The Last Comics Publisher

It’s probably apparent to a fair number of you why Arkhaven matters, and why a non-comics leather book snob like myself nevertheless troubles to do what I can to keep independent comics infrastructure alive. The decline and ongoing collapse of DC and Marvel and IDW has been well-chronicled, after all. But what you may not know is that the same forces, indeed, in one case, the exact same corporate vehicle, is now targeting the two alternatives to the mainstream comics industry for destruction.

First, Japanese manga:

Blackstone launched a 275.8 billion yen ($1.74 billion) bid to take Japanese digital comic distributor Infocom, including a tender offer for a per-share price of 6,060 yen, Infocom said on Tuesday. The tender offer will amount to 141.4 billion yen, Infocom said. The company’s current parent Teijin said it will sell all of its 58% stake in Infocom for 134.4 billion yen in a share buyback after the buyout is completed. Infocom operates digital comic site Mecha Comic, which is among Japan’s largest, according to its website.

Second, Webtoons:

Webtoon Entertainment, which describes itself as the world’s largest web comic platform, has set its market value at $2.67bn (£2.11bn) ahead of its US listing. Its shares are due to start trading on the Nasdaq stock exchange on 27 June at $21 each, the top end of their marketed range. The Los Angeles-based company is owned by South Korean technology giant Naver, which has been boosted by the growing online popularity of Korean and Japanese comics. Webtoon says it has 170 million monthly active users in more than 150 countries around the world. The company is aiming to sell 15 million shares and raise $315m in the initial public offering (IPO).

The world’s largest fund manager BlackRock has expressed interest in buying up to $50m of shares.

BlackRock is Disney’s second-largest shareholder, controls several seats on its executive board, and owns about 78 million shares in the company, or the equivalent of $9.5 billion.

It’s really fascinating to see the massive amount of money suddenly being pumped into converging these culture war vehicles, especially in light of the obvious superiority of the best that Arktoons has to offer vs the best that Webtoons has on display. Below is a comparison between the #1 most popular Webtoon which is apparently about lesbian furries vs the recently updated Silenziosa:

So, in the coming months, you can expect to see a number of changes and improvements at Arkhaven, including subscriptions to specific comics, comments, and other features. The best way to support this right now is simply to subscribe for free to the Arkhaven Substack, where we’ve recently launched a daily serialization of Alt★Hero that begins with The Gods of Peaceful Sleep.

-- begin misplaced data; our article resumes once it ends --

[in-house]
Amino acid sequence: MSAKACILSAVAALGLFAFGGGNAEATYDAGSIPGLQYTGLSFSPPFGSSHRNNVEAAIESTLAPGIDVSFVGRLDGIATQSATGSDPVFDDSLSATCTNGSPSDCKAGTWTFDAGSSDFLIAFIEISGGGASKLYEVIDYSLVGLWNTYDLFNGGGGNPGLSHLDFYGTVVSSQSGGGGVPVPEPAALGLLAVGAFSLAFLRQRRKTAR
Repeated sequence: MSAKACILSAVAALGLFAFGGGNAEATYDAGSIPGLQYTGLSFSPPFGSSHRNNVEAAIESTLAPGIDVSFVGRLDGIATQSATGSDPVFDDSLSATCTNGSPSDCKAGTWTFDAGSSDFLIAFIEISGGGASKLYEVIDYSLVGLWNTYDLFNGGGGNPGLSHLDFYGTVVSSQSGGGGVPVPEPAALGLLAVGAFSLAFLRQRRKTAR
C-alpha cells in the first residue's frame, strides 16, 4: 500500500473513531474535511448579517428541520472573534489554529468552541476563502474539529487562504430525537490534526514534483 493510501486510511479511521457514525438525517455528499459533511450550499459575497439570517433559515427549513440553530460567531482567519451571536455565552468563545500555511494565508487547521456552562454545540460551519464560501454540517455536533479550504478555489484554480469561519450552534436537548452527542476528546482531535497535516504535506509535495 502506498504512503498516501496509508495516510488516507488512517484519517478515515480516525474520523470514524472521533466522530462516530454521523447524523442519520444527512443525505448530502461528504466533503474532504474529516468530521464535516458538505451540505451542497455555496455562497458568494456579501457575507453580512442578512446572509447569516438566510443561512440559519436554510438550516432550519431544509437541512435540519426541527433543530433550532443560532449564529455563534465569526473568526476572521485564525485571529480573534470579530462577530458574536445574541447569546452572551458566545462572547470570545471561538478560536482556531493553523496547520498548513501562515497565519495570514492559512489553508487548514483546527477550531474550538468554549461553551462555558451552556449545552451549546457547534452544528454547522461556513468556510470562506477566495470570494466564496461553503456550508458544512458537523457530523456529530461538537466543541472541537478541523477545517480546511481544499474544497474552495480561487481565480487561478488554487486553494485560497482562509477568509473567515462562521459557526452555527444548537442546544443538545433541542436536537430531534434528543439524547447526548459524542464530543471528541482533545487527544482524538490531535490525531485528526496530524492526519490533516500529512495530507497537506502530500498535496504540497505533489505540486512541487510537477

Now, of course, it’s easy to say “I’m not a comics guy, what do I care?” But do you really think the clowns running BlackRock and Blackstone care about comics, much less manga? It’s not about money either. They will never make their money back by driving these things into the ground. It’s about complete control of the cultural space, control that our community will never cede them.

We’ve also modified our approach to text serializations on Arktoons based on what we’ve learned from the substacks. Instead of running an episode once a week, we’re going to run them straight through, every day, with the exception of Quantum Mortis: A Mind Programmed, which will run on weekends. Since Chuck Dixon’s Snakehand ends today with Episode 56, Sidewinders will continue with the second novel in the series, La Gringa.

We’re looking for more volunteers to help chop up comics into Arktoons-presentable episodes, so if you’re willing and able, please get in touch. And authors who want to serialize their published novels are welcome to join the party too.

UPDATE: JDA’s more informed take on Fandom Pulse isn’t any more optimistic:

Manga fans have largely mocked American comic fans for years, calling American comics “dead” and laughing at the fans as Marvel and DC Comics circled the drain and slowly killed their content. Even superhero manga like My Hero Academia blew away the competition from Marvel and DC in American markets, which should have given the companies a signal something was drastically wrong…

Blackstone has already announced its plans to focus on female-centric content by focusing on genres with that target audience in mind. This means manga fans are likely to see a rampant feminization of their content out of the gate.